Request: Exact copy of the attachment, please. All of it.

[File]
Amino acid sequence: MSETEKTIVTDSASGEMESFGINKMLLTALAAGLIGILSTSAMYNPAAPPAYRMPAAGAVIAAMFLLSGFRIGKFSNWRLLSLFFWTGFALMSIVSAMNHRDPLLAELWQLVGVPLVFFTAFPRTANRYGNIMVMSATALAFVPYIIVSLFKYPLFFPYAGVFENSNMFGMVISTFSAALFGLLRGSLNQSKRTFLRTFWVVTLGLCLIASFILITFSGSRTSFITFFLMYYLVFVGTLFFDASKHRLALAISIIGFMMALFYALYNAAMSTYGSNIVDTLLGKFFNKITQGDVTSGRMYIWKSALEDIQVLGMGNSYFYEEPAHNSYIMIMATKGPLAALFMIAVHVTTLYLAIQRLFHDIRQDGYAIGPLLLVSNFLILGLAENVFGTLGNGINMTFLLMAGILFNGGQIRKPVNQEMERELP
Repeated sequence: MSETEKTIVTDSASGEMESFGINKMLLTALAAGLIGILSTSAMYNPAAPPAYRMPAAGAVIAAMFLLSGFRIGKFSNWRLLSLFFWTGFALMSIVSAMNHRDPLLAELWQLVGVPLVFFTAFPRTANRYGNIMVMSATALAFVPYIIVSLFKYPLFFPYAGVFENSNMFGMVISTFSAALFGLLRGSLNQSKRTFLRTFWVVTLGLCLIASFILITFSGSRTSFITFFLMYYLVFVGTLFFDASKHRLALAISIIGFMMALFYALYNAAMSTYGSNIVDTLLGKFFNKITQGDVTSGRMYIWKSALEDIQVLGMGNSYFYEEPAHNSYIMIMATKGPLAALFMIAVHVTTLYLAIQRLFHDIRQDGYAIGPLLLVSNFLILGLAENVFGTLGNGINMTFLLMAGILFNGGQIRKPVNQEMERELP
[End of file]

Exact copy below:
Amino acid sequence: MSETEKTIVTDSASGEMESFGINKMLLTALAAGLIGILSTSAMYNPAAPPAYRMPAAGAVIAAMFLLSGFRIGKFSNWRLLSLFFWTGFALMSIVSAMNHRDPLLAELWQLVGVPLVFFTAFPRTANRYGNIMVMSATALAFVPYIIVSLFKYPLFFPYAGVFENSNMFGMVISTFSAALFGLLRGSLNQSKRTFLRTFWVVTLGLCLIASFILITFSGSRTSFITFFLMYYLVFVGTLFFDASKHRLALAISIIGFMMALFYALYNAAMSTYGSNIVDTLLGKFFNKITQGDVTSGRMYIWKSALEDIQVLGMGNSYFYEEPAHNSYIMIMATKGPLAALFMIAVHVTTLYLAIQRLFHDIRQDGYAIGPLLLVSNFLILGLAENVFGTLGNGINMTFLLMAGILFNGGQIRKPVNQEMERELP
Repeated sequence: MSETEKTIVTDSASGEMESFGINKMLLTALAAGLIGILSTSAMYNPAAPPAYRMPAAGAVIAAMFLLSGFRIGKFSNWRLLSLFFWTGFALMSIVSAMNHRDPLLAELWQLVGVPLVFFTAFPRTANRYGNIMVMSATALAFVPYIIVSLFKYPLFFPYAGVFENSNMFGMVISTFSAALFGLLRGSLNQSKRTFLRTFWVVTLGLCLIASFILITFSGSRTSFITFFLMYYLVFVGTLFFDASKHRLALAISIIGFMMALFYALYNAAMSTYGSNIVDTLLGKFFNKITQGDVTSGRMYIWKSALEDIQVLGMGNSYFYEEPAHNSYIMIMATKGPLAALFMIAVHVTTLYLAIQRLFHDIRQDGYAIGPLLLVSNFLILGLAENVFGTLGNGINMTFLLMAGILFNGGQIRKPVNQEMERELP